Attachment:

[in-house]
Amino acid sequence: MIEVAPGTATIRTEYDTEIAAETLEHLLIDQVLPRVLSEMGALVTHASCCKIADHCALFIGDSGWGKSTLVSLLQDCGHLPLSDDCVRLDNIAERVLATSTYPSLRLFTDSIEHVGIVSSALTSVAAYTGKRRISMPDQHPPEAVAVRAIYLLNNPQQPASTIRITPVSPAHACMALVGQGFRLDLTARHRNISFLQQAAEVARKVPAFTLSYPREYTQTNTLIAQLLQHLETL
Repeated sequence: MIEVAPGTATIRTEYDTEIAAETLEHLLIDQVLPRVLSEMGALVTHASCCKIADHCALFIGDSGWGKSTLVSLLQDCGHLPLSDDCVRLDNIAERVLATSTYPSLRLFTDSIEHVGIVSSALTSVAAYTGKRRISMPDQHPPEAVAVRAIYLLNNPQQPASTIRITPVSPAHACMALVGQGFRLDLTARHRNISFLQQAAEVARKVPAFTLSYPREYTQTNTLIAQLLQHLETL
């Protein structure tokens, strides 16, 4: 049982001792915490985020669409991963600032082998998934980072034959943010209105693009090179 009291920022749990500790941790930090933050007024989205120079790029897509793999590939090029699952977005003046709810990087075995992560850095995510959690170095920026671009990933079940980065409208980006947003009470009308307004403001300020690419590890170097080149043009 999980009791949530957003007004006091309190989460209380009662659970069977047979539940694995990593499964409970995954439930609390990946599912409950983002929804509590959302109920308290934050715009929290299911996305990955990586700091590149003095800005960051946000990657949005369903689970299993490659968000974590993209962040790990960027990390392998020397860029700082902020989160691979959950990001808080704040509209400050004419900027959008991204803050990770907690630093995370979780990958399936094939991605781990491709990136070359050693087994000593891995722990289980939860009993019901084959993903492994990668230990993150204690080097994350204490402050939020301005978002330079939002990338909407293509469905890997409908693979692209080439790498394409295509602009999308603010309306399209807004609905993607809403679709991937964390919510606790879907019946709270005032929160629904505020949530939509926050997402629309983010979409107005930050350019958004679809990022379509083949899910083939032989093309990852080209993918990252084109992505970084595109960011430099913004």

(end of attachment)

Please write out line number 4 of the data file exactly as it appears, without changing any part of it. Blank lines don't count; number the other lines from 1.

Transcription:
């Protein structure tokens, strides 16, 4: 049982001792915490985020669409991963600032082998998934980072034959943010209105693009090179 009291920022749990500790941790930090933050007024989205120079790029897509793999590939090029699952977005003046709810990087075995992560850095995510959690170095920026671009990933079940980065409208980006947003009470009308307004403001300020690419590890170097080149043009 999980009791949530957003007004006091309190989460209380009662659970069977047979539940694995990593499964409970995954439930609390990946599912409950983002929804509590959302109920308290934050715009929290299911996305990955990586700091590149003095800005960051946000990657949005369903689970299993490659968000974590993209962040790990960027990390392998020397860029700082902020989160691979959950990001808080704040509209400050004419900027959008991204803050990770907690630093995370979780990958399936094939991605781990491709990136070359050693087994000593891995722990289980939860009993019901084959993903492994990668230990993150204690080097994350204490402050939020301005978002330079939002990338909407293509469905890997409908693979692209080439790498394409295509602009999308603010309306399209807004609905993607809403679709991937964390919510606790879907019946709270005032929160629904505020949530939509926050997402629309983010979409107005930050350019958004679809990022379509083949899910083939032989093309990852080209993918990252084109992505970084595109960011430099913004």